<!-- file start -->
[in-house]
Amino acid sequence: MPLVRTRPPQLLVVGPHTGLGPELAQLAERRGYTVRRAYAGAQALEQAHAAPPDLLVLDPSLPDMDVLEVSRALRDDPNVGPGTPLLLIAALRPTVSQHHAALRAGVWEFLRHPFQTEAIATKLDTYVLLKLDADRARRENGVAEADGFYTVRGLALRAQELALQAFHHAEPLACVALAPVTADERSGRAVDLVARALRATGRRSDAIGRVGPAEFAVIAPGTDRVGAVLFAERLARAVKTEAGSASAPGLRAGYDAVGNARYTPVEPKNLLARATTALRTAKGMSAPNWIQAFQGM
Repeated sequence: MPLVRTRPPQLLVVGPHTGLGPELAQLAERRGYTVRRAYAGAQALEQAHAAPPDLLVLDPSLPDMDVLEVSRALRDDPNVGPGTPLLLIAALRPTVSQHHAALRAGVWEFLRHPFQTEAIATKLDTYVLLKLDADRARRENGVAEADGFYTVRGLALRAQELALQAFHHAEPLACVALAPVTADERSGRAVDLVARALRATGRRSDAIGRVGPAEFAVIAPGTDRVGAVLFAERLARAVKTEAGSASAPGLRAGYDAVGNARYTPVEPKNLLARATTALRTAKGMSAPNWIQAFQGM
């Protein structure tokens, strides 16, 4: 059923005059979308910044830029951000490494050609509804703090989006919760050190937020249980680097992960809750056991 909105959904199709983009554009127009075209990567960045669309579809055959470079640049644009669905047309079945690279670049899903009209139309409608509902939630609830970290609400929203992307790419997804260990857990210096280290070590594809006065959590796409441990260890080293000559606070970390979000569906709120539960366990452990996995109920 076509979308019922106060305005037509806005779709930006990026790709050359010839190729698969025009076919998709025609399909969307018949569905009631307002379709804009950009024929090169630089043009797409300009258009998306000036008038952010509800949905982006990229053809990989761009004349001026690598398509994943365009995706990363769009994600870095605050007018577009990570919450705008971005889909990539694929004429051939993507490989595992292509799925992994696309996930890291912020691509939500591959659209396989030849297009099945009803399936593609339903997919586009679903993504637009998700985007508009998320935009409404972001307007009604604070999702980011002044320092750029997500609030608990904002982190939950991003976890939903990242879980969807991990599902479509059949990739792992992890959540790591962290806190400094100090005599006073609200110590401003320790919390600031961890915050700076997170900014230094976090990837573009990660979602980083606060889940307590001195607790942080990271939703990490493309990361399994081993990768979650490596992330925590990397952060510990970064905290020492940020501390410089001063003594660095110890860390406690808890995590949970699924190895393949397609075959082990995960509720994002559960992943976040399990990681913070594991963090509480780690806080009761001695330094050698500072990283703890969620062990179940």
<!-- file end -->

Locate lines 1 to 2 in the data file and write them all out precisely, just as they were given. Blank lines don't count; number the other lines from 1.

[in-house]
Amino acid sequence: MPLVRTRPPQLLVVGPHTGLGPELAQLAERRGYTVRRAYAGAQALEQAHAAPPDLLVLDPSLPDMDVLEVSRALRDDPNVGPGTPLLLIAALRPTVSQHHAALRAGVWEFLRHPFQTEAIATKLDTYVLLKLDADRARRENGVAEADGFYTVRGLALRAQELALQAFHHAEPLACVALAPVTADERSGRAVDLVARALRATGRRSDAIGRVGPAEFAVIAPGTDRVGAVLFAERLARAVKTEAGSASAPGLRAGYDAVGNARYTPVEPKNLLARATTALRTAKGMSAPNWIQAFQGM